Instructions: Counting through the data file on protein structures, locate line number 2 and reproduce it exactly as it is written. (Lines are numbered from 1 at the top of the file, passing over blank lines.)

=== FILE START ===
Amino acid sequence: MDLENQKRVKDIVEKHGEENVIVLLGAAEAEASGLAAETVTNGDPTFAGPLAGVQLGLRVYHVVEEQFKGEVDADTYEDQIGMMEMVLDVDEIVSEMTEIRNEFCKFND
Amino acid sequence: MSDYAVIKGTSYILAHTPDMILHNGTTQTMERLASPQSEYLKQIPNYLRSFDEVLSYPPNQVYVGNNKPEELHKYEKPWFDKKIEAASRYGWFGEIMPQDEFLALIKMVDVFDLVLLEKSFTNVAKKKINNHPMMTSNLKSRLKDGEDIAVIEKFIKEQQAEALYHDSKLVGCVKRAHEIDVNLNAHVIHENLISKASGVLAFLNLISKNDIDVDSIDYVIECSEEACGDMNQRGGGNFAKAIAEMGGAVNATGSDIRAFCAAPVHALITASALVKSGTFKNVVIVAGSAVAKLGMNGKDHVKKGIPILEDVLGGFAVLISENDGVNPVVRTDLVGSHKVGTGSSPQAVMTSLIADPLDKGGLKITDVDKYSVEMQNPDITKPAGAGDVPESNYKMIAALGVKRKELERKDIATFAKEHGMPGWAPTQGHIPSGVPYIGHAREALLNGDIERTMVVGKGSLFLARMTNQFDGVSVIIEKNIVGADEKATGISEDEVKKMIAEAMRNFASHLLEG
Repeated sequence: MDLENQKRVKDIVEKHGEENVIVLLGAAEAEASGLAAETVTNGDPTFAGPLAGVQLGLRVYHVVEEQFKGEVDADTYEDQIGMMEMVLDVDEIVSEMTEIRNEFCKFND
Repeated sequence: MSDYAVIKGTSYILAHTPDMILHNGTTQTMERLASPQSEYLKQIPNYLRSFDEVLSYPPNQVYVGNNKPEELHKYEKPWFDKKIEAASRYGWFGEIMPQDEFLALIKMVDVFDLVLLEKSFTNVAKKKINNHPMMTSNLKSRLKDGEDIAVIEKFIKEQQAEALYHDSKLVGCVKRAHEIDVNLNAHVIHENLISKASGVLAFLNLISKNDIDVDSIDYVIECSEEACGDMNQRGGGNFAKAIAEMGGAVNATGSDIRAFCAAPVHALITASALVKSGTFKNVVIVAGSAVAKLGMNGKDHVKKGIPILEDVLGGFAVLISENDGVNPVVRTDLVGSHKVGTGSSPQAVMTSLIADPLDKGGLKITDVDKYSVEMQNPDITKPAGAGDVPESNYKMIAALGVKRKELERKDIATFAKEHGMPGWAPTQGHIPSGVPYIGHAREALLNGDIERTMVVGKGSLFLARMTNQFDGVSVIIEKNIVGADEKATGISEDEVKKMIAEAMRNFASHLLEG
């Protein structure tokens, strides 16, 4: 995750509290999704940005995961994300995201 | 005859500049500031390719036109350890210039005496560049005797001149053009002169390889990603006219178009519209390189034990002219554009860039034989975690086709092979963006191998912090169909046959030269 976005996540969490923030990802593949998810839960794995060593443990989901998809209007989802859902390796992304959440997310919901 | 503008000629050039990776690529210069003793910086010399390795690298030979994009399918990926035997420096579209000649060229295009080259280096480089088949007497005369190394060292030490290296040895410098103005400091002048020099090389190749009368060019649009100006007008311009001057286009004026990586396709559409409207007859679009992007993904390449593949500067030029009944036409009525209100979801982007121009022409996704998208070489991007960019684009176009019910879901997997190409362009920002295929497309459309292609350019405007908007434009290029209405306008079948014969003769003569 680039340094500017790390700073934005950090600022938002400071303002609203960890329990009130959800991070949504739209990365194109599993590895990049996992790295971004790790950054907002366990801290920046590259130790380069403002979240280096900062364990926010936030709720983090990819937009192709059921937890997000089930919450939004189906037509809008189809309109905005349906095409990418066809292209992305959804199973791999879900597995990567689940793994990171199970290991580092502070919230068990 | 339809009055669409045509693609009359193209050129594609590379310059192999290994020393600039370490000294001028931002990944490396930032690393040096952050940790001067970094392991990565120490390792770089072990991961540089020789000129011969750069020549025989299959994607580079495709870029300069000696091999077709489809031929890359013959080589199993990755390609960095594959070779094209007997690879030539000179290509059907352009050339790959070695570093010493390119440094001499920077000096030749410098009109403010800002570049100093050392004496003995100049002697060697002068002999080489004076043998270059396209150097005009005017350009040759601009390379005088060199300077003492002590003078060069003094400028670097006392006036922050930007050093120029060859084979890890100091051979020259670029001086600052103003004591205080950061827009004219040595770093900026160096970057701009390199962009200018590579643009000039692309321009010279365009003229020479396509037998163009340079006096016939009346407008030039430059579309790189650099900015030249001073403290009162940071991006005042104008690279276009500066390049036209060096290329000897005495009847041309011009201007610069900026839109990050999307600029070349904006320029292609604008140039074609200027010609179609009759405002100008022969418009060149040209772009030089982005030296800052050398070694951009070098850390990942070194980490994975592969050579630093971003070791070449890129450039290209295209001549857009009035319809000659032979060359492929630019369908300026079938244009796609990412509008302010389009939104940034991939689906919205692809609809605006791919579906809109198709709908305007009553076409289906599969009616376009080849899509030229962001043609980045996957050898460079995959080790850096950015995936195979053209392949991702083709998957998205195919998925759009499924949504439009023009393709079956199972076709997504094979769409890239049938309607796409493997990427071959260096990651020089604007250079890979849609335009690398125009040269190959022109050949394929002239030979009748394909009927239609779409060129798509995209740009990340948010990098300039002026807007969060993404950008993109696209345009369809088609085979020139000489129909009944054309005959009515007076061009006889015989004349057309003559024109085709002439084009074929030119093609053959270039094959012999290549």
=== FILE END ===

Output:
Amino acid sequence: MSDYAVIKGTSYILAHTPDMILHNGTTQTMERLASPQSEYLKQIPNYLRSFDEVLSYPPNQVYVGNNKPEELHKYEKPWFDKKIEAASRYGWFGEIMPQDEFLALIKMVDVFDLVLLEKSFTNVAKKKINNHPMMTSNLKSRLKDGEDIAVIEKFIKEQQAEALYHDSKLVGCVKRAHEIDVNLNAHVIHENLISKASGVLAFLNLISKNDIDVDSIDYVIECSEEACGDMNQRGGGNFAKAIAEMGGAVNATGSDIRAFCAAPVHALITASALVKSGTFKNVVIVAGSAVAKLGMNGKDHVKKGIPILEDVLGGFAVLISENDGVNPVVRTDLVGSHKVGTGSSPQAVMTSLIADPLDKGGLKITDVDKYSVEMQNPDITKPAGAGDVPESNYKMIAALGVKRKELERKDIATFAKEHGMPGWAPTQGHIPSGVPYIGHAREALLNGDIERTMVVGKGSLFLARMTNQFDGVSVIIEKNIVGADEKATGISEDEVKKMIAEAMRNFASHLLEG